This paper presents the different steps of the journey that led to the development and implementation of a design ePortfolio as part of the “Architecture Major” of the “Bachelor of Design” (BDes) at The University of Melbourne, Australia. This design ePortfolio was developed over two years through interviews, focus groups...[More]
This paper presents the different steps of the journey that led to the development and implementation of a design ePortfolio as part of the “Architecture Major” of the “Bachelor of Design” (BDes) at The University of Melbourne, Australia. This design ePortfolio was developed over two years through interviews, focus groups with students, and the development of exercises and assignment guidelines. The implementation took place in different phases, starting with the introduction of four thematic exercises in the Capstone Architecture Design Studio of the BDes, and then, more broadly, at the curriculum level, with similar activities that prepared the students to already start developing a reflective journal from the first year of their studies.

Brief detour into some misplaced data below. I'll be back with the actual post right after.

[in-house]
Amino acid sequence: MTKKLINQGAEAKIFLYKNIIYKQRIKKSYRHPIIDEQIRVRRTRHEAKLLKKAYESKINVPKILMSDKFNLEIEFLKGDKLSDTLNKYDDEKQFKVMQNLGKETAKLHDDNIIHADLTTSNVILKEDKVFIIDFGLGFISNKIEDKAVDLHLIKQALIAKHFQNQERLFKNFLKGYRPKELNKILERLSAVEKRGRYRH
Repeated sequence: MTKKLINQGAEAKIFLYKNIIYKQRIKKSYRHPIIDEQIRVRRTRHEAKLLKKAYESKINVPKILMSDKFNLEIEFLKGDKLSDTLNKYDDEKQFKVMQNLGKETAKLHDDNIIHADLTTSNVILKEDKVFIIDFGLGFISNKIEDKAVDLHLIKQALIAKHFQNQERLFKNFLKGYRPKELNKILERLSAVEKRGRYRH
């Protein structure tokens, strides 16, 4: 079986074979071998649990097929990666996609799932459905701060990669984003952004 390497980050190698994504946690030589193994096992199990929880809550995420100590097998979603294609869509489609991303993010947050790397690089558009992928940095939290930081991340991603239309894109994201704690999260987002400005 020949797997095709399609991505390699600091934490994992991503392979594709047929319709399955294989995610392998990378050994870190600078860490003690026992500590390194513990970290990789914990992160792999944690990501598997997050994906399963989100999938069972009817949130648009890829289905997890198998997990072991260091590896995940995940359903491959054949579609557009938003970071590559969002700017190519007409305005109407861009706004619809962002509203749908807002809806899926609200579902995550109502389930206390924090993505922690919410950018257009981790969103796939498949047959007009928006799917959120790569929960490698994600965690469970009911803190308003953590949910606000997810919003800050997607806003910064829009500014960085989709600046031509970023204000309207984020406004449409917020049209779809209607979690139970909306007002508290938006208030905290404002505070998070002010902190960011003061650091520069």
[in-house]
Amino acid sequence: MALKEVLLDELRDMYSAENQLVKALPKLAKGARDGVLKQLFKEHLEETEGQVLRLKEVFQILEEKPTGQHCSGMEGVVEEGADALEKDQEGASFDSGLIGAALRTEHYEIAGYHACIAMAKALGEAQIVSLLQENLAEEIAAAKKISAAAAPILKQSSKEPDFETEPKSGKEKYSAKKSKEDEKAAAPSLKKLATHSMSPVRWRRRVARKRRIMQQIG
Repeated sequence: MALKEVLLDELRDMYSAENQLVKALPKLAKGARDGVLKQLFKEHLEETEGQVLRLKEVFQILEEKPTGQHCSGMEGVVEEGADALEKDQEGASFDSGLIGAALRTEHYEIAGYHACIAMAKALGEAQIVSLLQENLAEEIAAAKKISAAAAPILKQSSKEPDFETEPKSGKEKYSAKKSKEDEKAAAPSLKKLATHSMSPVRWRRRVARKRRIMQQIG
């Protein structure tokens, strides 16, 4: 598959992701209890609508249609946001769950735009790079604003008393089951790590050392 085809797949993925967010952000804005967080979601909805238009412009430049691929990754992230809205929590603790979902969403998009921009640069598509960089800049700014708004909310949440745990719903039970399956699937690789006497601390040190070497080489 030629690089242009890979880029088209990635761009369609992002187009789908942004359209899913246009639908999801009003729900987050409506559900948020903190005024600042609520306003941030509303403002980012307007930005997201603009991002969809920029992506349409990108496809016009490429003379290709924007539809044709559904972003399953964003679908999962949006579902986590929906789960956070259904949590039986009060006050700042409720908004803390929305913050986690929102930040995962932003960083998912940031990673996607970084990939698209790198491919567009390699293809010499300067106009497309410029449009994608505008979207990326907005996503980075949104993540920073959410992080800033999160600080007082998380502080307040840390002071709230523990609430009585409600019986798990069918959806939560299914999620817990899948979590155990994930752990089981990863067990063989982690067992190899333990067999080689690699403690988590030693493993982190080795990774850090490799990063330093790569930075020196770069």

The objective of this research has been to explore the potential of integrating a design ePortfolio with traditional design portfolios on the curricular activities of an undergraduate architecture degree to prioritise the students’ reflections on their personal qualities, growth, career trajectory and goals, as well as on the relationship between curricular and extracurricular activities rather than those of a conventional design portfolio, which tend to be focused more on showcasing skills and competencies. The results of this two-year project illustrate the potential of such a teaching/learning tool to link the personal and professional interests and achievements of students holistically, therefore highlighting the relationship between curricular and extracurricular activities, as well as indirect connections between design studios and seminar-based subjects, that is, history and architectural technology subjects.
So far, our design ePortfolio has been successfully used to encourage architecture students to reframe problems through a different lens and, as a key to creativity, to distinguish themselves from the homogeneity of students the university produces through its degree structure and modes of operation. The significance of this teaching and learning project lies in the identification of patterns in the curricular and extracurricular experiences of students that helps them define their identity, goals, and purpose. For this reason, this research has the potential of being linked to the University’s “Student Life” project, which is related to academic advice, personal growth, mentorship and the well-being of students.